Meck likes Wake plan

Senate Bill 236, which would let county commissioners across North Carolina take control of school construction, originated with a dispute between commissioners and the school board in Wake County. It authorizes county commissioners to “assume responsibility for some or all of owning, siting, acquiring, constructing, equipping, expanding, improving, repairing, and renovating” school district property.

The bill, which passed the Senate on a first reading, is expected to become law.

Currently, CMS does the planning for new schools and renovations. But because school districts don’t have taxing authority, CMS leaders must go to the county for financing. When voters approve bonds, the county borrows the money and passes it to CMS, which owns and maintains the schools and properties.

Cotham, who was elected in November, said she learned about the proposed change in January, at an N.C. Association of County Commissioners meeting. She said she likes the idea that if a school is no longer needed, the county could use, sell or lease it.

“We paid for those buildings,” said Cotham, a member of the Democratic majority. “It just makes sense. A lot of the commissioners are supporting this.”

Commissioner Bill James, a Republican, agrees.

“When school boards are done with the building and land, counties have to pay schools for the value of the land and building A SECOND TIME,” James emailed shortly after the bill was introduced. He said taking control of the buildings would let the county outsource school maintenance.

More than buildings

CMS leaders are gearing up a “ Promises Made, Promises Kept” campaign to make the case that they’ve been good stewards of taxpayers’ investment – and that schools are more than just buildings.

On the media tour of McClintock, where a 1955 building will be demolished and replaced with a $25 million new school, Morrison and Chamberlain emphasized how the building has been designed to promote safety, discipline, up-to-date technology and a math/science/engineering focus, with science labs centrally located.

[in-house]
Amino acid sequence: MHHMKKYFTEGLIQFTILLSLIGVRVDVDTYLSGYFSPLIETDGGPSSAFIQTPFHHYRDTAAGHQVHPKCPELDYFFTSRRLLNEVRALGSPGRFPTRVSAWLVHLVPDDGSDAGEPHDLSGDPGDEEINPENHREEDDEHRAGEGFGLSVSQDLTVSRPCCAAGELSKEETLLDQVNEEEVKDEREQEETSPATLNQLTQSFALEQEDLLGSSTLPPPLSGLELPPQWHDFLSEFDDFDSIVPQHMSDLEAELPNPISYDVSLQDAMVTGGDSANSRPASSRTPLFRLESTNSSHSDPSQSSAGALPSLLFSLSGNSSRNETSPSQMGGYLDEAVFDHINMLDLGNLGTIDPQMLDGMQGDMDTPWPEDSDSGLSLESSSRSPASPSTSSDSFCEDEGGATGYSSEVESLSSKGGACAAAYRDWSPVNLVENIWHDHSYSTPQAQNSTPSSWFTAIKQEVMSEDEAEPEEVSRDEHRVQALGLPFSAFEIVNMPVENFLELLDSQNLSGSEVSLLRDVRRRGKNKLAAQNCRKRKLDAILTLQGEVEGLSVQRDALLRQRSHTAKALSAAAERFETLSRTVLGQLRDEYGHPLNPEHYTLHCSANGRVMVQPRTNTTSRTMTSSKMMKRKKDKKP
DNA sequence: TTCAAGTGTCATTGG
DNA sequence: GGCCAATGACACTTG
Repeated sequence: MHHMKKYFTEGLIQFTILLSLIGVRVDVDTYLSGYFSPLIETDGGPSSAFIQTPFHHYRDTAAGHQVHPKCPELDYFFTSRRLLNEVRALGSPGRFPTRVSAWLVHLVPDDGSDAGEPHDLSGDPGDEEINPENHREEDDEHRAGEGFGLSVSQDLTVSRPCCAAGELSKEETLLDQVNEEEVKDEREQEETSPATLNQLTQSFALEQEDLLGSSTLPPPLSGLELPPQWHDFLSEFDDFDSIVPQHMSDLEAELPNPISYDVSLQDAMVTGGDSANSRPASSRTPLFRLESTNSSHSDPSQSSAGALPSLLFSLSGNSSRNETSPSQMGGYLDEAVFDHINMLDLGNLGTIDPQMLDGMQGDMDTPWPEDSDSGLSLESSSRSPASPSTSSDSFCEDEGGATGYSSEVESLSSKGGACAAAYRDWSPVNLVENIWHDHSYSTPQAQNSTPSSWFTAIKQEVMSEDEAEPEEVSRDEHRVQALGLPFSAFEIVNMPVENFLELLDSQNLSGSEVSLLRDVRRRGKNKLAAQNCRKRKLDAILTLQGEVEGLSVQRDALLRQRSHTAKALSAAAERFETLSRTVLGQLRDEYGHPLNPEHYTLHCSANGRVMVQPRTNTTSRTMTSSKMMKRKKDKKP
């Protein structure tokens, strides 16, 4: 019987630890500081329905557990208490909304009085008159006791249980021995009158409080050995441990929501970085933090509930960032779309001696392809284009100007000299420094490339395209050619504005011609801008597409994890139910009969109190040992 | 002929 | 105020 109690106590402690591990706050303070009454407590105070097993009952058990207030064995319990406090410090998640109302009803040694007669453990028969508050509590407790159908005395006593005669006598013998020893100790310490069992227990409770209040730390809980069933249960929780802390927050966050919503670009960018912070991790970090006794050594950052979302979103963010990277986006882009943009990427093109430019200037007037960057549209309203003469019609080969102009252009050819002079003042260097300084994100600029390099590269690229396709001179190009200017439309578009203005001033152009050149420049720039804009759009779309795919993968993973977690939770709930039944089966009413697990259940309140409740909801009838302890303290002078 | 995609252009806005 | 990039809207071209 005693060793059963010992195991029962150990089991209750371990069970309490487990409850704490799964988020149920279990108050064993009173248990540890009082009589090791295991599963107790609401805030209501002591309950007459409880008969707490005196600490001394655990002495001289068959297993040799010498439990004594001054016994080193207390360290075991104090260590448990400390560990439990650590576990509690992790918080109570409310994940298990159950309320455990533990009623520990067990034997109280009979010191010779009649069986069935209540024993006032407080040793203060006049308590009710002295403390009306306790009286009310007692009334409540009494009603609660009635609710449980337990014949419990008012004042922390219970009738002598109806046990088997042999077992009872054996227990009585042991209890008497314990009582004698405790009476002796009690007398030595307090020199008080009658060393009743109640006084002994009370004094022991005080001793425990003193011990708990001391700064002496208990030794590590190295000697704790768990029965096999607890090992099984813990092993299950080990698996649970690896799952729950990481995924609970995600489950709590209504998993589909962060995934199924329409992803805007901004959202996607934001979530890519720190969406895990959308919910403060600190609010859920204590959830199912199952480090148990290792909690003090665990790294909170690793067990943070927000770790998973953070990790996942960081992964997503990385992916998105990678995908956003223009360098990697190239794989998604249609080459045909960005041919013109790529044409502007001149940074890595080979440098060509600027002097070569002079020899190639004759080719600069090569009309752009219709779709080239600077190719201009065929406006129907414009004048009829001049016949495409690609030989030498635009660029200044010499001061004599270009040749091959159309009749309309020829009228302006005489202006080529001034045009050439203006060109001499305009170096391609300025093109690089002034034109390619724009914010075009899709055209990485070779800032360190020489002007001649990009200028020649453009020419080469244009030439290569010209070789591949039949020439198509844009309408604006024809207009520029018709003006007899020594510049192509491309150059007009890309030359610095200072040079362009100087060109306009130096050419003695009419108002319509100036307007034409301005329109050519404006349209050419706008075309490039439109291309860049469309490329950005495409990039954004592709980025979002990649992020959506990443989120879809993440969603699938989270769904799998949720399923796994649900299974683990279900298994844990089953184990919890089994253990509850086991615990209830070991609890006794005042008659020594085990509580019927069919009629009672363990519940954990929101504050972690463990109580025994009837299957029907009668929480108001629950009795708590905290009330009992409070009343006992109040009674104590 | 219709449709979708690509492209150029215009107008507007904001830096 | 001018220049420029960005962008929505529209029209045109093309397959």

At Tuesday’s school board meeting, district leaders discussed how to rank projects for a 10-year construction and renovation plan, with the possibility of a November bond vote. Morrison and some board members said whatever issues sparked the push for change in Raleigh don’t apply in Charlotte.

Communication stumbles

CMS’ construction planning got off to a rocky start last month when the school board unanimously approved a plan to spend $33.7 million on fences, cameras and other school safety upgrades, only to withdraw it three days later when members learned it would delay 2007 school bond projects. Morrison said CMS leaders didn’t fully understand the annual borrowing limits the county imposes.

A revised plan, totaling $21.5 million and lacking the controversial eight-foot fences, will be voted on March 26, Morrison said.

On Wednesday, county officials reminded CMS about the debt limits, saying they will affect the pace of future construction.

Before the recession, Mecklenburg County was borrowing $250 million to $300 million a year for CMS and other county projects, such as parks, libraries, jails and Central Piedmont Community College. Now the limit is closer to $140 million, commissioner Dumont Clarke said, and CMS can’t expect to claim all of that.

Near the end of Wednesday’s two-hour budget meeting, commissioner Trevor Fuller said both bodies should discuss “dissonance” between the way CMS and the county prioritize construction projects. Others agreed, and said there will be a follow-up meeting.

But no one brought up Senate Bill 236 and the questions it raises.

When the Observer asked Cotham about it afterward, she said she had expected CMS to raise the issue. She said she, Jones, Morrison and school board Chairwoman Mary McCray had lunch this week, and no one from CMS mentioned it then, either.

“I just think we need to look at different ways to save money,” Cotham said.

Helms: 704-358-5033